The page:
Dear Friends and Neighbors,
This past Wednesday, March 8, we celebrated International Women’s Day.
Much of our history ignores the labor, resilience, and influence of women, especially women of color who face additional barriers to opportunity and recognition. Here, in the People’s House, we are building a world where women are truly welcome to lead, take charge of their health, and walk equal paths towards success. We envision a Washington that ensures economic, reproductive, and civic freedom for women across our state.
Women legislators from both sides of the aisle had our picture taken on the Capitol steps:
Wednesday marked house of origin cutoff, which means that any bills not passed out of the House are likely dead, though they will get automatically reintroduced next year.
After a week and a half of all-day floor action, we sent 328 bills to the Senate, of those, 257 passed with 80 votes or more, including 196 that passed unanimously. So, while we’re not always on the same page, most of the time we do share views, and we are all here with the same goal: to make a difference in the lives of the people we represent.
We’ve had a strong focus on housing, workforce development, and reproductive health. I think that’s reflected in the bills we’ve passed so far. Some highlights include:
- Shielding patients who seek reproductive or gender-affirming care in Washington state, and their health care providers, from other state’s archaic laws (HB 1469)
- Ensuring that health care providers in Washington state are protected when providing reproductive or gender-affirming care (HB 1340)
- Protecting your sensitive health data, including data related to reproductive health (HB 1155)
- Addressing our home care workforce shortages by updating certification requirements and reducing licensing fees for home care workers (HB 1694)
- Growing our behavioral health workforce by supporting those studying to enter the field, reducing barriers to entering the workforce, and streamlining licensing requirements (HB 1724)
Most of my bills made it to the Senate!
HB 1165 passed the House on February 2 on a unanimous vote and yesterday morning it was heard in the Senate Law & Justice Committee. This bill establishes the Uniform Civil Remedies for the Unauthorized Disclosure of Intimate Images Act, which will provide a right of action not just for the actual disclosure of intimate images but for damages caused by the threatened disclosure of intimate images.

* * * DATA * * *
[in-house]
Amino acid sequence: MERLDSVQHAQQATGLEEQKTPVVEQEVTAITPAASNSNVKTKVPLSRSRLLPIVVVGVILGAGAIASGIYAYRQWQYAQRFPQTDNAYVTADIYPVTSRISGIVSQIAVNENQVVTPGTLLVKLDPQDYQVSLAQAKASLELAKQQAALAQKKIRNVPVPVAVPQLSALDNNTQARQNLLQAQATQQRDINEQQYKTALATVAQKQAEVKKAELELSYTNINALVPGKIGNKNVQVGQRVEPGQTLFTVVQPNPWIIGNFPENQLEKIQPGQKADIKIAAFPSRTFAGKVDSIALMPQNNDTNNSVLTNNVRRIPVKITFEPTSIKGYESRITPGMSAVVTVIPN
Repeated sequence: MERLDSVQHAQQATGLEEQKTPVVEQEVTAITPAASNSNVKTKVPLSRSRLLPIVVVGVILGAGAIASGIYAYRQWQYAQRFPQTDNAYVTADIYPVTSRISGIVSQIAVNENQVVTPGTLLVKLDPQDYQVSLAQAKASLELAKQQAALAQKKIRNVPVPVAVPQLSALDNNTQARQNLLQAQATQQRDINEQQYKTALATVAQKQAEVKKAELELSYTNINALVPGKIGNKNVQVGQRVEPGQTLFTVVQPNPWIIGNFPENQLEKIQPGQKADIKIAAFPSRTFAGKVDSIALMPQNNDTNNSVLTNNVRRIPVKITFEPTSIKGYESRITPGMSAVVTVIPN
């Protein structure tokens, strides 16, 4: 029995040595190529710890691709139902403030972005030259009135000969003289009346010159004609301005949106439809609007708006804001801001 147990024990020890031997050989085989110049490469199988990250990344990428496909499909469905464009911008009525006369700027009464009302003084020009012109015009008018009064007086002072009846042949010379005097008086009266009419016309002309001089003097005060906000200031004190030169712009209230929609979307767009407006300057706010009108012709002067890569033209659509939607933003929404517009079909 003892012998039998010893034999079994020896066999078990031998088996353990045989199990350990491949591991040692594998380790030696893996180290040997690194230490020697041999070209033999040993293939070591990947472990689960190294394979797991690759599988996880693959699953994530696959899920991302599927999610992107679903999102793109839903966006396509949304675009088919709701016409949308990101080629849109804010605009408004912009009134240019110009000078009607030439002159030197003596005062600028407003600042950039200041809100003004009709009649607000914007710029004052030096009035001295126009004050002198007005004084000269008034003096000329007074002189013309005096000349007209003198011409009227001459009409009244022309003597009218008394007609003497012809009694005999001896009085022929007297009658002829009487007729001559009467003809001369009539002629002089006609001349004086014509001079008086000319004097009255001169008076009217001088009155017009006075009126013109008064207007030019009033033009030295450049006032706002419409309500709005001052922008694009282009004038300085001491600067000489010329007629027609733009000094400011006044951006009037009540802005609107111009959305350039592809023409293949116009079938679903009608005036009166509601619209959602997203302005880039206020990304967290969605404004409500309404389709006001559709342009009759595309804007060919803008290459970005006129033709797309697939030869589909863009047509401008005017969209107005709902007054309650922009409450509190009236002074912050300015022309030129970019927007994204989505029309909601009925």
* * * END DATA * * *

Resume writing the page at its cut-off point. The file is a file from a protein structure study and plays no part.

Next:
HB 1349 passed the House unanimously on February 28 and was heard in the Senate Housing Committee this morning. This bill makes a number of changes to add clarity for homeowners and trustees, including extending the timeframe for homeowners to go to mediation; extending the lookback window exemptions on mediation and remittance through 2023; and delaying the trustee sale of a house so homeowners can access the Homeowner Assistance Funds. My bill regarding foreclosure surplus funds, HB 1637, did not pass, but I am working on getting parts of it merged into HB 1349.
HB 1222 passed the House on February 28 on an 89-8 vote and will be heard in the Senate Health & Long Term Care Committee on March 14. This measure requires large group health plans to cover hearing instruments.
HB 1028 passed the House on March 6 on a unanimous vote and will be heard in the Senate Law & Justice Committee on March 16. This legislation supports crime victims and witnesses by promoting victim-centered, trauma-informed responses in the legal system and providing counseling resources.
My bill to support adults with lived experience of sex trafficking did not pass, but its companion, SB 5114, did pass the Senate unanimously on March 1 and will be heard in the House Human Services, Youth & Early Learning Committee on March 14.
Another bill that didn’t pass, but its companion did, SB 5087 will abolish a number of unconstitutional statutes, including the death penalty, deemed unconstitutional by the Supreme Court, along with the unconstitutional two-thirds scheme to raise revenue. It passed the Senate on February 1 and will be heard in the House Civil Rights & Judiciary Committee on March 15.
Bills not yet scheduled for hearings
The following bills passed the House but are still waiting to get scheduled for hearings in the Senate:
HB 1006 to remove drug testing equipment like fentanyl test strips from the definition of unlawful drug paraphernalia passed the House unanimously on February 8.
HB 1534 strengthening protections for consumers in the construction industry by establishing penalties for bad actors and creating the Homeowner Recovery Program for consumers who are wronged by dishonorable contractors, passed the House unanimously on March 8.
HB 1636 establishing foreclosure protections for homeowners in common interest communities passed the House unanimously on March 8.
Remember our Town Hall meeting next weekend!
Your 33rd district delegation, Sen. Karen Keiser, Rep. Mia Gregerson, and I will hold an in-person town hall meeting on Saturday, March 18 from 1:30 to 3 p.m. at the LIUNA Labor Hall.
We’ll give you an update on the issues we’re working on this session, and answer your questions which, by the way, you are welcome to send us in advance by clicking on the image below:
Thank you for reading my newsletter, I hope you found it informative. Please don’t hesitate to contact my office with your questions or concerns.
Mary Soderlind – Mary.Soderlind@leg.wa.gov